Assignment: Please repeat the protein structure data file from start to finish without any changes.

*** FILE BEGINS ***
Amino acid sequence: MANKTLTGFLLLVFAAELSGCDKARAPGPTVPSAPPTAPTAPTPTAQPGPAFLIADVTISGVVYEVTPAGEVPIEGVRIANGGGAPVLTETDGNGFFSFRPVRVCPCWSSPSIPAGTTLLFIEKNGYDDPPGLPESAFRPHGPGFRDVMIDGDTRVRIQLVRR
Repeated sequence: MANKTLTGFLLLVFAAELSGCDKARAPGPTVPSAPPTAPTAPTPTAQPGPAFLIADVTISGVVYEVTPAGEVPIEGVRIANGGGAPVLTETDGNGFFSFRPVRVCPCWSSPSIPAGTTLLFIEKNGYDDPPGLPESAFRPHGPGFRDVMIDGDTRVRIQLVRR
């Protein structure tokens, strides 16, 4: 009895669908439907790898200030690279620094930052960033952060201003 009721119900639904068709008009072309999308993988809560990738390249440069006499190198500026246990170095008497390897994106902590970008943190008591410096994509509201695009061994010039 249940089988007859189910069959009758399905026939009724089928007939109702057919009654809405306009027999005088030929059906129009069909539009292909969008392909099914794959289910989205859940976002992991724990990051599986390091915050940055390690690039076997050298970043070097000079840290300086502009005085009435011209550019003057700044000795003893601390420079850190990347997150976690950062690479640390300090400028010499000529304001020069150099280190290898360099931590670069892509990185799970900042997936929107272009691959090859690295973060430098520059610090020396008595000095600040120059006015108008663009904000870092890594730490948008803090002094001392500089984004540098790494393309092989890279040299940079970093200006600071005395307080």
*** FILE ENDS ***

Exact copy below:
Amino acid sequence: MANKTLTGFLLLVFAAELSGCDKARAPGPTVPSAPPTAPTAPTPTAQPGPAFLIADVTISGVVYEVTPAGEVPIEGVRIANGGGAPVLTETDGNGFFSFRPVRVCPCWSSPSIPAGTTLLFIEKNGYDDPPGLPESAFRPHGPGFRDVMIDGDTRVRIQLVRR
Repeated sequence: MANKTLTGFLLLVFAAELSGCDKARAPGPTVPSAPPTAPTAPTPTAQPGPAFLIADVTISGVVYEVTPAGEVPIEGVRIANGGGAPVLTETDGNGFFSFRPVRVCPCWSSPSIPAGTTLLFIEKNGYDDPPGLPESAFRPHGPGFRDVMIDGDTRVRIQLVRR
């Protein structure tokens, strides 16, 4: 009895669908439907790898200030690279620094930052960033952060201003 009721119900639904068709008009072309999308993988809560990738390249440069006499190198500026246990170095008497390897994106902590970008943190008591410096994509509201695009061994010039 249940089988007859189910069959009758399905026939009724089928007939109702057919009654809405306009027999005088030929059906129009069909539009292909969008392909099914794959289910989205859940976002992991724990990051599986390091915050940055390690690039076997050298970043070097000079840290300086502009005085009435011209550019003057700044000795003893601390420079850190990347997150976690950062690479640390300090400028010499000529304001020069150099280190290898360099931590670069892509990185799970900042997936929107272009691959090859690295973060430098520059610090020396008595000095600040120059006015108008663009904000870092890594730490948008803090002094001392500089984004540098790494393309092989890279040299940079970093200006600071005395307080």